PEMBROKE — Elisha Lawson is making his mark in television, landing roles in HBO’s “Boardwalk Empire” and CBS’s “Blue Bloods.” He recently filmed a recurring role in NBC’s “Shades of Blue,” starring Jennifer Lopez and Ray Liotta.
However, the foundation of his success can be traced to his days as a student at UNC-Pembroke under the tutelage of long-time theater professor Holden Hansen.
“Before taking Holden’s Acting I class, I would act on stage from my gut, but I never knew the craft of the art,” Lawson said. “Holden introduced me to what acting truly is through exemplifying character analysis, scene study and how to take care of the actor’s body.”
Lawson, along with Rakeem Lawrence, Sean Jaenicke and Mac McGill are among a growing list of Hansen’s former students-turned professional actors.
After two decades of molding young talent at UNCP, it was Hansen’s turn to take a bow after being honored with the UNC System’s 2018 Excellence in Teaching Award.
The UNC Board of Governors presents the award each year to one faculty member from each of the 17 universities. Recipients receive a $12,500 stipend and a bronze medallion.
“I am humbled and honored,” he said. “However, I expressed in my (acceptance) speech that I have a certain amount of discomfort about it because I believe that there are a lot of faculty that are as deserving or more deserving than I am.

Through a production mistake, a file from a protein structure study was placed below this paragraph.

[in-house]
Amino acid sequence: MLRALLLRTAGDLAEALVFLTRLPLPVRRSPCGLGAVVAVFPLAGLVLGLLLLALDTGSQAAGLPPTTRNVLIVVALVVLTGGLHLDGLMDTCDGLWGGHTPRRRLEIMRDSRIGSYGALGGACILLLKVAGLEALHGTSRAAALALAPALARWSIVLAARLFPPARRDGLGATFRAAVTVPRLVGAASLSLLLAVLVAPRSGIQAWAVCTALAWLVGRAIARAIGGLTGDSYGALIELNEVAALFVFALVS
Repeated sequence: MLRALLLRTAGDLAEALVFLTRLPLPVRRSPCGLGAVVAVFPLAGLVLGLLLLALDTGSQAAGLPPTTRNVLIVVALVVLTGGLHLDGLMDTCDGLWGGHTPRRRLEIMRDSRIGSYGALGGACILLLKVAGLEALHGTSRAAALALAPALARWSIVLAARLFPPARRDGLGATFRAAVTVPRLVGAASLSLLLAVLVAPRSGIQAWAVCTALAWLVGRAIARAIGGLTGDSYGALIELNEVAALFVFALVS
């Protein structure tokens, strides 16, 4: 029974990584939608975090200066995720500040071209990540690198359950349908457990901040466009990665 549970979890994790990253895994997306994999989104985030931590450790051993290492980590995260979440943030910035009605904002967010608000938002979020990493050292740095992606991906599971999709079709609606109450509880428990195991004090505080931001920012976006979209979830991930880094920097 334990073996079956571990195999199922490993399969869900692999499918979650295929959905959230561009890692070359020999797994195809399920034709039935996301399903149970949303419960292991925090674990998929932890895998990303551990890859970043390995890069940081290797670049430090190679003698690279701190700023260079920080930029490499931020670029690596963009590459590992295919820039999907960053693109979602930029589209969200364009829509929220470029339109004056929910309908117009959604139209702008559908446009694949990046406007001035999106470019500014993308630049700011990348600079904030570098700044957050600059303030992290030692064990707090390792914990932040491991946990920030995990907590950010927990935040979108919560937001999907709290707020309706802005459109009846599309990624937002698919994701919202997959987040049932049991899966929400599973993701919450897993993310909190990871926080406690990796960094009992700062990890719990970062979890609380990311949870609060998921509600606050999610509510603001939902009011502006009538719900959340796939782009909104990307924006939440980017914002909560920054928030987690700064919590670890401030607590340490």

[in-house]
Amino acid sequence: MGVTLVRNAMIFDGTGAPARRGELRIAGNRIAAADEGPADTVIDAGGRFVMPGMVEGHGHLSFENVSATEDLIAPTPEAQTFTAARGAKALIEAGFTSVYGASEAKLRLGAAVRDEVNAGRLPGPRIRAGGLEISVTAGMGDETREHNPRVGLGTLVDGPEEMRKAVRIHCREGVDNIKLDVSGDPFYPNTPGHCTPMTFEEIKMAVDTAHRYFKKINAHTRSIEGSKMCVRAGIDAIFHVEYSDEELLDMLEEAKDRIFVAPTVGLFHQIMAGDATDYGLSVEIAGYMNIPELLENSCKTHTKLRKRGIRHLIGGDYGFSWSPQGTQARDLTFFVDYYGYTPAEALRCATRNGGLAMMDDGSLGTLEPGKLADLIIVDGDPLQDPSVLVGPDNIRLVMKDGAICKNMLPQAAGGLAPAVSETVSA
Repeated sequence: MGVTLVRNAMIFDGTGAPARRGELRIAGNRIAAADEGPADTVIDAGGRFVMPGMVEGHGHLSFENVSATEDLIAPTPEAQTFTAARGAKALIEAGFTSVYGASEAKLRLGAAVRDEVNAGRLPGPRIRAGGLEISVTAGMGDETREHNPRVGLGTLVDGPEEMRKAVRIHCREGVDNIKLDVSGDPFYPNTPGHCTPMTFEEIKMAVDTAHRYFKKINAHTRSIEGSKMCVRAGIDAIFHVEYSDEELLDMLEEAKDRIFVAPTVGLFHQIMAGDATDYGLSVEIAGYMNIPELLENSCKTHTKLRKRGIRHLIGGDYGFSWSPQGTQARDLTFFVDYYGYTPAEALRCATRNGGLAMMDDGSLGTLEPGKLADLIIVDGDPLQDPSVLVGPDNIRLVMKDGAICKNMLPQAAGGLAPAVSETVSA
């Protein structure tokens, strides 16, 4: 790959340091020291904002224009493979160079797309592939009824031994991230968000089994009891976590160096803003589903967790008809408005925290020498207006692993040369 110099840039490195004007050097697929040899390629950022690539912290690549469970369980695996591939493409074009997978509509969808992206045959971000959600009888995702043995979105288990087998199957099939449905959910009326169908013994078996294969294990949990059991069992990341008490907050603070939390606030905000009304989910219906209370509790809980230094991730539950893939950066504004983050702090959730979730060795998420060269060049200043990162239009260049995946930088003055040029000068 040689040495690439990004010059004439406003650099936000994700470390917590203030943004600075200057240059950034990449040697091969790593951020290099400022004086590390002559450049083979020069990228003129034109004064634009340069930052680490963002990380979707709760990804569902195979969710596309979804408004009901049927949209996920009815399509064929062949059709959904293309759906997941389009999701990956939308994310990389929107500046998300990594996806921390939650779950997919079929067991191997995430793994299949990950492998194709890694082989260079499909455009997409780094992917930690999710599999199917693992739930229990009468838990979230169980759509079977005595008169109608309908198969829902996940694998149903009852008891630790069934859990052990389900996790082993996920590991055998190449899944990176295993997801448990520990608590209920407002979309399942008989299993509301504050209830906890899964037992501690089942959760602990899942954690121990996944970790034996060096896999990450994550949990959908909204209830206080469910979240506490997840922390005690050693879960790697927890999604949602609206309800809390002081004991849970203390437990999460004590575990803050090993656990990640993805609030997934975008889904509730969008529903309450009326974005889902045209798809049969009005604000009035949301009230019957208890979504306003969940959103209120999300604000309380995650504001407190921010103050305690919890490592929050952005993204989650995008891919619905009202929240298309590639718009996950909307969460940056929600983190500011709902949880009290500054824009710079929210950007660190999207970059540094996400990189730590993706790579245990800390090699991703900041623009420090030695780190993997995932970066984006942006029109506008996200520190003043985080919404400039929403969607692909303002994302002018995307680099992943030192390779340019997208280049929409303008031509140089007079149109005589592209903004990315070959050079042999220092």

“In spite of my discomfort, I appreciate my colleagues nominating me. There’s a part of me that feels that I may be deserving by virtue of the fact that I show up every day and do the best I can.”
Chancellor Robin Gary Cummings said Hansen is more than worthy of the coveted honor.
“Professor Hansen is a passionate educator with a long, distinguished career of service to UNC-Pembroke,” said Cummings. “His students’ success is proof that no matter where you want to land in life, you can get there from here. I commend him for being selected by his peers for this prestigious honor.”
Over the course of his career, Hansen has earned an outstanding reputation for his teaching and service to students. On most days you will find an energized Hansen in the studio theatre on the third floor of the Givens Performing Arts Center.
“We call it the black box,” he said. “We hold the acting classes in there. We have a traditional classroom, but I prefer being in a theater. It’s a more comfortable environment for teaching.”
Preparation and “being in the moment,” he says, are keys to his success. He ditched the repetitious lectures he favored early in his career.
“I believe that each individual class experience needs to be scripted in a way. You have to have a plan,” he said of his teaching philosophy. “In order to be effective with that plan I’ve discovered that I have to be myself. The more you teach something the less you have to think about the script.”
Much of developing acting skills is focused on oral communication skills, however, Hansen believes writing is equally important. All his courses are writing-enriched.